To my surprise, my mother jumped in the car and drove to the Regenstein house a few blocks away. No padding remained on his legs and milky eyes, and he could hardly stand. She took him to the veterinarian’s office and pleaded with him to save him. His long travels, wherever he went, took him where he’d always wanted to be.He now lived in that house.

Sammy never ran away again. From then on he and my mother remained inseparable until his death.

When I was a freshman at UGA, the guy who ran the dormitory came to my room in Millage Hall one night and said my mom was on the phone and needed to talk to me. In an era before dorm rooms with cell phones and phones, before email and social media, I went to college and never heard from my family. They contacted you when you needed something ($$$) but the angel of death was summoned on the phone from home.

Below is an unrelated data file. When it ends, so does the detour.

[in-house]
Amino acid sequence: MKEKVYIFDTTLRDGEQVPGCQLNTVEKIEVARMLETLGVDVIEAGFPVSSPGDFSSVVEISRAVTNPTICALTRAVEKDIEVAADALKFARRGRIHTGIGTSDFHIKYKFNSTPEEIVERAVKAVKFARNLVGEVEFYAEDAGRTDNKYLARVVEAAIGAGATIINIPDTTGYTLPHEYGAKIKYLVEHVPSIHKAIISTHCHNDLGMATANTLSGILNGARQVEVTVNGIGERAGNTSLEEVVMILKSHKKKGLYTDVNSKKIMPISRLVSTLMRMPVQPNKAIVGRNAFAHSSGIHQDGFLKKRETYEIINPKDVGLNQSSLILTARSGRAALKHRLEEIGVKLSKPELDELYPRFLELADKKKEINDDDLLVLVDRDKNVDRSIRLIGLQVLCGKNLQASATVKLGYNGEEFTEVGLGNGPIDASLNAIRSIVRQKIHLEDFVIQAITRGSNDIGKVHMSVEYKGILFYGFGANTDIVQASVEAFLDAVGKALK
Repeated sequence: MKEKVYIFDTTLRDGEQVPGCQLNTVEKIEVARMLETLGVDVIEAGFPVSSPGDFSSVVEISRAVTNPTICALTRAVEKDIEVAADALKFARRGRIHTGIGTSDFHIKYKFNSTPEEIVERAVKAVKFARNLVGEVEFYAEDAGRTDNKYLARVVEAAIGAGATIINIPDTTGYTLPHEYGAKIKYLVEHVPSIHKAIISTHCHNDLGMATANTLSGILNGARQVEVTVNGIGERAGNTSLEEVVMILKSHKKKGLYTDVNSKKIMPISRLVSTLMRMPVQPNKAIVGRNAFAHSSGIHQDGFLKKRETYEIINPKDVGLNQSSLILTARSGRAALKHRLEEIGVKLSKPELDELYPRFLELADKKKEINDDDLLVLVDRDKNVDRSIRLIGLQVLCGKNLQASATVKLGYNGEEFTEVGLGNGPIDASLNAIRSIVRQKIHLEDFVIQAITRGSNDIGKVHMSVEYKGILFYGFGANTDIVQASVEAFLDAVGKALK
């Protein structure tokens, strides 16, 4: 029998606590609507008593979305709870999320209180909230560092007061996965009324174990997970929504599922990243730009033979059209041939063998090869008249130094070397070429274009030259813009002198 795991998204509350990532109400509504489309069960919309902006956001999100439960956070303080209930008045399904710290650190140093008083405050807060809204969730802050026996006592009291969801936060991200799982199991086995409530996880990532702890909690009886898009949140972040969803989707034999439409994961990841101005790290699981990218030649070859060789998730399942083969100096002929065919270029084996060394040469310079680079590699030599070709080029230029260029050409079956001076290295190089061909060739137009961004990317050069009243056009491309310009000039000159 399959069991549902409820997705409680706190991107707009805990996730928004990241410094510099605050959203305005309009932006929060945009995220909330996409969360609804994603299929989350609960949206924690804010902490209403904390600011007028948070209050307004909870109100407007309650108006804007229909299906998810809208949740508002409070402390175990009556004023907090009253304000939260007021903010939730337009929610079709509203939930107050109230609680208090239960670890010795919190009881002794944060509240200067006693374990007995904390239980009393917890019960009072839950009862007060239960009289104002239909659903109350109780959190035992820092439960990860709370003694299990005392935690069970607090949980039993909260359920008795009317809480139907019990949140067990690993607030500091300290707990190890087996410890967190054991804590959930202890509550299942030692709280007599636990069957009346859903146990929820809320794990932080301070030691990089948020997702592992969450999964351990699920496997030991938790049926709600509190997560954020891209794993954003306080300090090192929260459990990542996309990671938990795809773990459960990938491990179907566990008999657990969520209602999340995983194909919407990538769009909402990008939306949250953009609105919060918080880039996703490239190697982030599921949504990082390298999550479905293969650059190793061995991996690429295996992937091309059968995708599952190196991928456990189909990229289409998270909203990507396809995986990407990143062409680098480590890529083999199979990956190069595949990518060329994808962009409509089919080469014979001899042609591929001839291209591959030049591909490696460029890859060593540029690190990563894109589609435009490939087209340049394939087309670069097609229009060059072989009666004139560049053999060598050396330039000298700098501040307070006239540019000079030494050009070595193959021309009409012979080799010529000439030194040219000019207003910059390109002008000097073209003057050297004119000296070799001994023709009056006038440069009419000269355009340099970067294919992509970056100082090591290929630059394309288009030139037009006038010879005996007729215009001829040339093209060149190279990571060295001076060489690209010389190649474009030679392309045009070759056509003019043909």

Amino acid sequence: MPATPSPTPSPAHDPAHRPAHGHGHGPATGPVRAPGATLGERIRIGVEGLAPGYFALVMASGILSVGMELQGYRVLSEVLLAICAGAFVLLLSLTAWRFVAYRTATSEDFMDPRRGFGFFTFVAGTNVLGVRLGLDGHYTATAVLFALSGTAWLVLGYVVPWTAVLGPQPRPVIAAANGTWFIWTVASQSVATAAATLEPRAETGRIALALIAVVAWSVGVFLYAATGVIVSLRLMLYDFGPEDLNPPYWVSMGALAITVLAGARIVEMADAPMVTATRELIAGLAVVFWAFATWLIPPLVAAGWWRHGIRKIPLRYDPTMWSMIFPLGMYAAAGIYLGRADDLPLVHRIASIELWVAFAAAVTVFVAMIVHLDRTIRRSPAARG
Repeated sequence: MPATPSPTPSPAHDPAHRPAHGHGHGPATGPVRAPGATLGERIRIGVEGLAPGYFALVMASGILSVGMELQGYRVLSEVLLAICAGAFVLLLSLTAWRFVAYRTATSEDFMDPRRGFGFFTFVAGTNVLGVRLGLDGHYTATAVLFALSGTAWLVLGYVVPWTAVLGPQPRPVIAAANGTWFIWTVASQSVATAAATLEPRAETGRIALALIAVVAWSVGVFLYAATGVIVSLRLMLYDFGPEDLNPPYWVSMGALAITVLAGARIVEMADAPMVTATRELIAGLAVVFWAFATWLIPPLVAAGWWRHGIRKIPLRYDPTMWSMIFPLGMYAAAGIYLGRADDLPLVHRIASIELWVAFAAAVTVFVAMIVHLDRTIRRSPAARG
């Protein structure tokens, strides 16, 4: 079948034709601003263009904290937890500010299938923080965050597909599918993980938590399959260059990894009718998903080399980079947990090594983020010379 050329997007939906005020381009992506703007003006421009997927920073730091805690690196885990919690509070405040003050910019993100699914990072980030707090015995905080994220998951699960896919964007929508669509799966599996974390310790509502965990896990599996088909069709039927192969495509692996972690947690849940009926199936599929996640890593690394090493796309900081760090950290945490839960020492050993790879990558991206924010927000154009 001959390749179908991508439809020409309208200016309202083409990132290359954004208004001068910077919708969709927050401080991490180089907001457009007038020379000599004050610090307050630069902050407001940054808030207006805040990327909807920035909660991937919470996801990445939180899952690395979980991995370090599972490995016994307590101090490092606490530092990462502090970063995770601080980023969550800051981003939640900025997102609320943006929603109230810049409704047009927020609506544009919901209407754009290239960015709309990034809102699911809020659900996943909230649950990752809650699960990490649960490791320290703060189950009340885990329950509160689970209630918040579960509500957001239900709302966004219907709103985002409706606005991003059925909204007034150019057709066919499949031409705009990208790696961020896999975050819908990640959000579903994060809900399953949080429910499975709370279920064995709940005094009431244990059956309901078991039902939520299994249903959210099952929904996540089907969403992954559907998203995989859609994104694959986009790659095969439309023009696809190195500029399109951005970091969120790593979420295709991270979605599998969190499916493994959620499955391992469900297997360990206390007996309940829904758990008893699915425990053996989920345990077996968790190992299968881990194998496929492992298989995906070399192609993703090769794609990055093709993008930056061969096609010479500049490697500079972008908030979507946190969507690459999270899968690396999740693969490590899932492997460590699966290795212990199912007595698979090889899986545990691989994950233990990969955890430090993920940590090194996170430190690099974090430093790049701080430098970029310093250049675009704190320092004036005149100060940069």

Sure enough, my mother was holding back tears as she spoke. “I wanted you to know that I had to put him down today because Sammy was suffering from cancer. I know he was supposed to be your sister, but he really was yours.” I’m sure the news at least brought tears to my eyes, but I’m a college student and had a lot of other things on my mind.

Besides, I think it’s the dog that decides whose dog it is. Ever since Sammy arrived that Christmas Eve, his mother has hated him. She called him a demon dog. She let him go once, but he was soon returned. Something about getting out of hand.

Maybe so, but he was persistent. After all, Sammy was his mother’s dog, and everyone knew it except his mother.

My father, on the other hand, somehow switched to cats in his old age after being with dogs all his life. stray cat, so No one saw this coming. We weren’t cat people.